DVD Review: The Grey

Hitting the shelves of DVD outlets nationwide as of May 22, The Grey, starring Liam Neeson, is definitely one to pick up.

In the flick, Neeson plays brooding oil-rig worker John Ottway. We learn that most of the workers in this remote environment are ex-cons, which is apparently where Ottway ‘belongs’. The last day ‘on the job’, so to speak, the oil-rig roughnecks board an airplane that goes through extreme turbulence and crashes somewhere in the Alaskan wilderness.

After the initial shock wears off, Neeson takes charge of the seven survivors in a bid to escape the cold, the hunger and a pack of vicious wolves and return to civilisation. What follows is a heartwrentching struggle for survival against all odds.

The men soon realise that nature has no pity and no forgiveness and much of the drama lies in the interaction between survivors. The film remains tense throughout and some of the wolf scenes are nothing short of chair-gripping. The wolves themselves look extremely realistic if not a little Twilight-y but it is a bit hard to believe that Neesons character knows as much as he does about the everyday habits of a wolf-pack.

Never-the-less, the film is emotional, action-fuelled and darkly poetic. Surprisingly enough, it also makes one hell of a statement about religious beliefs, with Ottway roaring up into the sky at one point demanding a sign that never materializes.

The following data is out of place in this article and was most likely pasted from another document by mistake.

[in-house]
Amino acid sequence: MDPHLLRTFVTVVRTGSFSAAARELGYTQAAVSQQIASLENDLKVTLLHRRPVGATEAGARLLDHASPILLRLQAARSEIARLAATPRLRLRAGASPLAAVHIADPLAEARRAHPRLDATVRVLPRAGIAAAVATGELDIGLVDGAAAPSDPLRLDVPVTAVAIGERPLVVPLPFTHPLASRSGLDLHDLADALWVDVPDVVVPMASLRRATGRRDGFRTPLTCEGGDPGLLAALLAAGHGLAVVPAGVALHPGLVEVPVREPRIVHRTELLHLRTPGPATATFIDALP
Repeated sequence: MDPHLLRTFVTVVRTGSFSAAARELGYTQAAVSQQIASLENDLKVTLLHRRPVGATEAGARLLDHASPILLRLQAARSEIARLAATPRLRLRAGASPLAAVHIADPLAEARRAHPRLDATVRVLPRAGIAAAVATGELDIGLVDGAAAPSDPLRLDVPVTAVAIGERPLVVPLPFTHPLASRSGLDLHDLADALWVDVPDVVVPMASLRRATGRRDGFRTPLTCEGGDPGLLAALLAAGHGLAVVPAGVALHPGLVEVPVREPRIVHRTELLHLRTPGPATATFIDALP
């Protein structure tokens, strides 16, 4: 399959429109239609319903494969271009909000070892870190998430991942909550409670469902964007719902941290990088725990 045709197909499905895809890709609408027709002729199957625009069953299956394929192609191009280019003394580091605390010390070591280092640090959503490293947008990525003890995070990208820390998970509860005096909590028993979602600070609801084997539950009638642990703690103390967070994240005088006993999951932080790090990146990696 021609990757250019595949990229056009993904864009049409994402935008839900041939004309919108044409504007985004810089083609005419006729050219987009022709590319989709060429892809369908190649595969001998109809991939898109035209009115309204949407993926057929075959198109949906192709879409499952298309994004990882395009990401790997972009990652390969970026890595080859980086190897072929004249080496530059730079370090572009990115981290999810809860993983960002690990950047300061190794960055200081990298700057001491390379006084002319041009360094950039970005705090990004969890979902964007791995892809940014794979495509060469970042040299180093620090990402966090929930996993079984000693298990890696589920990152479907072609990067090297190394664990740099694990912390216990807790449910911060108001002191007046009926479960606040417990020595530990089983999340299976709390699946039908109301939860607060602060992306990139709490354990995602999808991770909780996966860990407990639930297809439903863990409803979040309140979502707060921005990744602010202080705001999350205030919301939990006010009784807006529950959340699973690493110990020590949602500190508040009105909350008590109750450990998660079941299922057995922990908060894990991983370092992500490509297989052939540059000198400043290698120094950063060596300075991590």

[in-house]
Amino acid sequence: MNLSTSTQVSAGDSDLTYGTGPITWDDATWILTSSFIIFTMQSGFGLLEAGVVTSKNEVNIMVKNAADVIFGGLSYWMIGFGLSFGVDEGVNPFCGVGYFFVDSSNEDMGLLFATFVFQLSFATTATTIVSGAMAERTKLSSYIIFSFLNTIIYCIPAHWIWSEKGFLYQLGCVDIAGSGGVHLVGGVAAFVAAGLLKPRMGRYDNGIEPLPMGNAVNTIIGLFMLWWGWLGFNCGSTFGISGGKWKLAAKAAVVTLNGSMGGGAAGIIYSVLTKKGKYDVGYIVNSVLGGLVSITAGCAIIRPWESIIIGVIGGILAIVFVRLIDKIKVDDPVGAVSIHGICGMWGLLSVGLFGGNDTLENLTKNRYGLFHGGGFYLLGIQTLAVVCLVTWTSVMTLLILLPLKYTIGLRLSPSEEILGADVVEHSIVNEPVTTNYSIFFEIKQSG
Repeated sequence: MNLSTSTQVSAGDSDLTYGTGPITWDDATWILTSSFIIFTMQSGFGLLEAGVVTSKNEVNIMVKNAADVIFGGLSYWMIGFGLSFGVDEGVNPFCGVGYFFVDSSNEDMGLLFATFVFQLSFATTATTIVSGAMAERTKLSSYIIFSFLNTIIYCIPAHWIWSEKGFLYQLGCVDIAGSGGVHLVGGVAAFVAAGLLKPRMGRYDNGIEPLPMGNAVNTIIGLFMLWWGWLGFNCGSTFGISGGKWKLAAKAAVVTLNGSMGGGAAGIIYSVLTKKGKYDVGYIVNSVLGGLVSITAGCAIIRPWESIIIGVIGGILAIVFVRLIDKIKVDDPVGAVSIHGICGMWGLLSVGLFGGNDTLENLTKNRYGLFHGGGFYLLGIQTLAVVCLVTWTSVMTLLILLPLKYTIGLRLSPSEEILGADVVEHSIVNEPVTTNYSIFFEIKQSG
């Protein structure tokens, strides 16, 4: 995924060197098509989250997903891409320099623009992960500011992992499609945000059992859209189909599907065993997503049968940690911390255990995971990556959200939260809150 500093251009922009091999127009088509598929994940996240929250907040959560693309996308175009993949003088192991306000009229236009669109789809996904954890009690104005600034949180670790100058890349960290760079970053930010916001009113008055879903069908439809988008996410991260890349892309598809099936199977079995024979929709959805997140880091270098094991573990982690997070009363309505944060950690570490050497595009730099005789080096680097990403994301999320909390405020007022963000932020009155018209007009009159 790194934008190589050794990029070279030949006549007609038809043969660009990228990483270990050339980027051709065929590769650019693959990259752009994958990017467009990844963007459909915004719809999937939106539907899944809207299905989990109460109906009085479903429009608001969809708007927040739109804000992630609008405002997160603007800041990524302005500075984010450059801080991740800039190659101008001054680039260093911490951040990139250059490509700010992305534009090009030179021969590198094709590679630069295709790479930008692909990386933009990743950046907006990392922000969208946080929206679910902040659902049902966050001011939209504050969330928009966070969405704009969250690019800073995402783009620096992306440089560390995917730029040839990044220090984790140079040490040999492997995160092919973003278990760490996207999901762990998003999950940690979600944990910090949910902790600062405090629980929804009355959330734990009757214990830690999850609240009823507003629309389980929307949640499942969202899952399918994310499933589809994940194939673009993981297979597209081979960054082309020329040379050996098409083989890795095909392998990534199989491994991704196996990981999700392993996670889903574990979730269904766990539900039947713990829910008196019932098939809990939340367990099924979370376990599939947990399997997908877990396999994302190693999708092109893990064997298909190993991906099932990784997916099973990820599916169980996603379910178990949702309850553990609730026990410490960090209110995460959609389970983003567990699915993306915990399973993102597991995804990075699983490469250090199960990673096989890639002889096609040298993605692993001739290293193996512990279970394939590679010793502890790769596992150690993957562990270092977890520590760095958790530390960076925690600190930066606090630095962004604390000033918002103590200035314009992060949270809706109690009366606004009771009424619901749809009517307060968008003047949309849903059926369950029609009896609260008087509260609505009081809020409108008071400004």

The ending is also one of the finest I’ve seen, with an important piece of information being relayed to us in the final few moments. If you see nothing else this month, pick up a copy of The Grey. But don’t forget the tissues, because this one will have you blubbering like a schoolgirl by the end.

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  1. Hi Kelly, thanks for the follow! And congratulations on graduating and all that stuff! πŸ™‚

    I haven’t seen The Grey, but I’m riffing on your description of “Ottway roaring up into the sky.” Have you read For The Time Being, by Annie Dillard?

    At one point she describes “Bird Headed Dwarfs” which are very tiny, deformed human beings. Later she’s on a shore somewhere and sees across the water some guy hammering with a big mallet. The distance she is from him just happens to be right so that the clang of him hitting a piece of metal comes at the opposite of his arm stroke… the sound of the clang comes just when his arm is high and the mallet is up above his head.

    Dillard writes that she wanted to borrow his maul, strike the heavens, and shout, “What’s with the bird headed dwarfs??”

    Keep up the nice work Kelly.

    • Hi Vaneeesa!

      No, I haven’t read that actually, but you make it sound very interesting! Must look it up.

      Thanks for the follow and the kind words! Will be keeping an eye on my Reader for more of your posts πŸ™‚

  2. Hi Kelly!
    Just found your blog after you visited mine. Thanks for that.
    And here thanks a lot for this review, I love the actor so I’m definitely planning to lay my hands on this flicker. πŸ™‚
    Catch ya later!


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